Fortune tellers are sort of like the con-artist version of the website Significant Objects—the more interesting the story, the higher the price you can fetch for an otherwise cheap piece of crap. Unless, of course, the police arrest you for “fraudulent accosting” at the mall and ruin your con.
I always love to see a fellow Consumer fight back against large corporations. However, when that consumer is trying to return stolen goods – stolen from me, that is – it’s harder to get excited.
An artist in Providence, Rhode Island was apprehended the other day by mall security as he left the secret apartment he’d built almost four years ago, in an unused utility space in the mall’s parking garage. The apartment had no running water (they used mall bathrooms), but it did include “a sectional sofa and love seat, coffee and breakfast tables, chairs, lamps, rugs, paintings, a hutch filled with china, a waffle iron, TV and Sony Playstation 2,” according to the Boston Globe.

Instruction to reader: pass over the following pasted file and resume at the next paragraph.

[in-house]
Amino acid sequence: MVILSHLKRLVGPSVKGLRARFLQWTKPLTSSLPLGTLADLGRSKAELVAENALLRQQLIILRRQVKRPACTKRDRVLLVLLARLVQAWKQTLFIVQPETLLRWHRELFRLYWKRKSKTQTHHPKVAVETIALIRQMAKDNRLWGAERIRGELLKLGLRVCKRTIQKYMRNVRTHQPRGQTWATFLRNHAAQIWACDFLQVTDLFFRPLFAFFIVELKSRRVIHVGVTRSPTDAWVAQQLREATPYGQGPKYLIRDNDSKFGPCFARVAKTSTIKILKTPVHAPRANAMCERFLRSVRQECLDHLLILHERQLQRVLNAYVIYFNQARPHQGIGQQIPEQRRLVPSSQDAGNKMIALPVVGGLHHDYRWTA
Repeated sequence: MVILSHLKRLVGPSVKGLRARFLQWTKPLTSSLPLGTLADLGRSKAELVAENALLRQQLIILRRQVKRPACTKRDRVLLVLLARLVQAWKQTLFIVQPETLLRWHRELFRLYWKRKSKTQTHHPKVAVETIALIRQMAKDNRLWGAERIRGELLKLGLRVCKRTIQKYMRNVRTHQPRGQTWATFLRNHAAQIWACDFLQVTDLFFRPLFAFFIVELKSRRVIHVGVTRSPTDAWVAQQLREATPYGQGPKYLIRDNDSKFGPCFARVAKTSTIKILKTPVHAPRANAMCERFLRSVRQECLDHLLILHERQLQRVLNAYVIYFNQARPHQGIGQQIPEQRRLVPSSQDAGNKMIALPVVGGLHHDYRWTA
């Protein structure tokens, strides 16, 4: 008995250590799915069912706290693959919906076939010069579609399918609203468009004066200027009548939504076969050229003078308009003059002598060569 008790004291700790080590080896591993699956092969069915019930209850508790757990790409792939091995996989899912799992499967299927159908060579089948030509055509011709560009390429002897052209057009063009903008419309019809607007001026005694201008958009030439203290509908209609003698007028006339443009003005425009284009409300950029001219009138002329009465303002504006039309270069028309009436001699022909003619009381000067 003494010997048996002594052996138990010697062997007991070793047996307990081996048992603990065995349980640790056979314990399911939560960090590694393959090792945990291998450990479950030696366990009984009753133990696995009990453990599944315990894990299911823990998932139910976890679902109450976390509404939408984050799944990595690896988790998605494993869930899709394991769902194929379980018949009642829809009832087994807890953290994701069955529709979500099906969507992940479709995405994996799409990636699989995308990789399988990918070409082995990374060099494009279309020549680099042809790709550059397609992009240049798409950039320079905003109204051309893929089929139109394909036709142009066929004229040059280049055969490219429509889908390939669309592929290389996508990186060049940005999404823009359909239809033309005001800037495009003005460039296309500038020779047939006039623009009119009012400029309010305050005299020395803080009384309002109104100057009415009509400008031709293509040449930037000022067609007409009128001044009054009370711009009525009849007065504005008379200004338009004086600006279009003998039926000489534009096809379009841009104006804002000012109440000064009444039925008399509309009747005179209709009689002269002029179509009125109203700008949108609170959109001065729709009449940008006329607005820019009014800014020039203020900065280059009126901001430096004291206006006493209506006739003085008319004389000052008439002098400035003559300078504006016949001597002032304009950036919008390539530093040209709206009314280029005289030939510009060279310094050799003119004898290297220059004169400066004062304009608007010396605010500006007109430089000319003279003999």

A NJ man successfully sued Dell in small claims court using a unique approach. He had the court papers delivered to a Dell kiosk in the local mall. [More]